Crude is lower O/N ($66.92 down -89c). Month end and year end gyrations managed to push oil higher just before the close on Friday. Traders scrambled to unwind positions on the final day of transactions for the Nov. gas and heating-oil contracts. The move was not about fundamentals or erosion of demand. Oil has fallen 33% last month (a record monthly decline), on signs that the economic slowdown in the US and Europe will spread to emerging markets and curb fuel consumption even further. The commodity continues to trade close to its 17-month low print achieved at the beginning of the week. Fundamental data combined with the recent greenback strength has investors selling oil contracts on rallies. Expect investors to concentrate on ‘demand destruction’ after last weeks US GDP numbers. Rate cuts last week by the three biggest oil users, the US, China and Japan, has failed to inspire confidence that a recession can be avoided. The threat of global equities advancing and OPEC potentially wanting to meet again before Dec. has only been able to provide temporary support. OPEC indicated that they may call a new meeting if prices fail to react to the -1.5m barrel-a-day output cut it announced last month. Growth fears continue to outweigh any cut in production. OPEC still produces over 40% of the world’s oil, but there are doubts that they can cut much more, the members also need cash, just like most economies do. So do not be surprised to see some members ‘not’ adhere to future cut quotas. The EIA last week showed that US inventories of crude oil and distillate fuel rose. Crude oil stocks climbed +493k barrels to +311.9m barrels w/w vs. a +1.55m barrel gain. Distillate inventories rose +2.33m barrels to 126.6m barrels vs. an increase of +1.05m barrels. While gas stockpiles dropped -1.51m barrels to +195m, (1st decline in 5-weeks). Overall a bullish report as inventories rose less than anticipated. But, sluggish demand continues to be the catalyst for rising inventories. Gold fell the most in a week last week as the greenback climbed vs. the EUR on signs that reductions in borrowing costs in Europe will lag behind the US. In the O/N session, the big dollar has given up some ground and by default investors have found favor with the yellow metal.

The Nikkei closed 8,576 down -452. The DAX index in Europe was at 5,053 up +67; the FTSE (UK) currently is 4,407 up +30. The early call for the open of key US indices is higher. The 10-year Treasury yields backed up 3bp on Friday (3.96%) and are little changed O/N. After the Fed easing last week, the short end of the yield curve had the largest monthly climb since Feb. A contracting economy and stumbling equities has managed to push investors towards the safety of the FI asset class despite an unprecedented amount of US debt being issued. The main focus this week will be interest rate decision announcements by both the ECB and BOE. The globe will be focusing on the US elections on Tuesday and employment data on Friday. A new month let’s see what ammunition investors have left.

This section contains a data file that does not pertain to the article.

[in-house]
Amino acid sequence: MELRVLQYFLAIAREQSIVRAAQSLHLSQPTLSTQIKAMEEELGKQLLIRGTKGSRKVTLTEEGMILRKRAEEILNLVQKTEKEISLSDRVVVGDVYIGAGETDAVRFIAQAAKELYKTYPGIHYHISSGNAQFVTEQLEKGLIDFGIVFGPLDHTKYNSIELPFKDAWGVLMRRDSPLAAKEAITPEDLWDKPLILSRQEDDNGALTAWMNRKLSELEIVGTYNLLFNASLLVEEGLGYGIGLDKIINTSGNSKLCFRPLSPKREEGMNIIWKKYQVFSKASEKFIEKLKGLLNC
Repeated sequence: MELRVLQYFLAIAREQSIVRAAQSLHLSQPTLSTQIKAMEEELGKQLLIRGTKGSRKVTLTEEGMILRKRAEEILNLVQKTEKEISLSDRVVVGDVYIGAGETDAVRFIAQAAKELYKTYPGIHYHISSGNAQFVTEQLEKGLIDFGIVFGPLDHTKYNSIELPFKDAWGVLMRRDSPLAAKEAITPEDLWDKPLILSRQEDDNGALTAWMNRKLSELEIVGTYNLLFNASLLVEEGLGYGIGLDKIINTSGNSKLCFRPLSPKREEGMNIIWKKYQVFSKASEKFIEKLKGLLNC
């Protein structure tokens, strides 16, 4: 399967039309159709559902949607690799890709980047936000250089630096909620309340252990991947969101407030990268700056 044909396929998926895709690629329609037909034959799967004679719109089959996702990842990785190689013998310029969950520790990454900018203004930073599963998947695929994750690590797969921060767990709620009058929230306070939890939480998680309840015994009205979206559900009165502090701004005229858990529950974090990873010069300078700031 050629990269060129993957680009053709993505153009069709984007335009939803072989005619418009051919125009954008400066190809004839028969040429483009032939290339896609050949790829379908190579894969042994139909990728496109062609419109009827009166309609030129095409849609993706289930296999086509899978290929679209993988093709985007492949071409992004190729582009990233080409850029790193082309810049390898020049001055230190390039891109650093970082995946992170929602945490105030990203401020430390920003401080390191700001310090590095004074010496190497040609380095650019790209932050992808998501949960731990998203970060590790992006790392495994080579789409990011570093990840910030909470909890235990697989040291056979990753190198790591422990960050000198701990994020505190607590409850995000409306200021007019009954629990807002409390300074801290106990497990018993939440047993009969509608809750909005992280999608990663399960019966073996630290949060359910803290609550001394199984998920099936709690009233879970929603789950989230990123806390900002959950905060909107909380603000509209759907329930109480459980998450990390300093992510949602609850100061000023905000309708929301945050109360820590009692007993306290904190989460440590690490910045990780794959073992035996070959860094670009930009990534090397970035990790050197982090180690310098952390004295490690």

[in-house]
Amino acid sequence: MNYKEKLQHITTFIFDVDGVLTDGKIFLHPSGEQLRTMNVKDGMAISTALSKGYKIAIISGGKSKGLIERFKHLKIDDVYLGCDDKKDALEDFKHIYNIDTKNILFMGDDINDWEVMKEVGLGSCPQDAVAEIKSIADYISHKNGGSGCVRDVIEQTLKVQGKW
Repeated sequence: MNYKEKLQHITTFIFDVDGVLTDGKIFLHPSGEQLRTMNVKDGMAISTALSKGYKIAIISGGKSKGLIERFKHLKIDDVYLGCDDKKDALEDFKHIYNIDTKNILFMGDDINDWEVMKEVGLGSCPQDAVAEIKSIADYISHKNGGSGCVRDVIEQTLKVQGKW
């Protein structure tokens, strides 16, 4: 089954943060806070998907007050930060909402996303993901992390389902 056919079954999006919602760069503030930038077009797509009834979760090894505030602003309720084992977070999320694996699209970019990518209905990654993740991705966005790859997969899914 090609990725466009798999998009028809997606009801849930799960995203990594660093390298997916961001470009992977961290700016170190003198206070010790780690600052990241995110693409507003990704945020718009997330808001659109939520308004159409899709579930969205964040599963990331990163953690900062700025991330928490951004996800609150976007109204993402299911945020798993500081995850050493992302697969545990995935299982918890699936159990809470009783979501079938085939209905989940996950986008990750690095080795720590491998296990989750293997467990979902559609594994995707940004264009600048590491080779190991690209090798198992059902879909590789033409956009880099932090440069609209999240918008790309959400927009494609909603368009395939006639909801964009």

This article is for general information purposes only. It is not investment advice or a solution to buy or sell securities. Opinions are the authors; not necessarily that of OANDA Corporation or any of its affiliates, subsidiaries, officers or directors. Leveraged trading is high risk and not suitable for all. You could lose all of your deposited funds.

Dean Popplewell

Dean Popplewell

Vice-President of Market Analysis at MarketPulse
Dean Popplewell has nearly two decades of experience trading currencies and fixed income instruments. He has a deep understanding of market fundamentals and the impact of global events on capital markets. He is respected among professional traders for his skilled analysis and career history as global head of trading for firms such as Scotia Capital and BMO Nesbitt Burns. Since joining OANDA in 2006, Dean has played an instrumental role in driving awareness of the forex market as an emerging asset class for retail investors, as well as providing expert counsel to a number of internal teams on how to best serve clients and industry stakeholders.
Dean Popplewell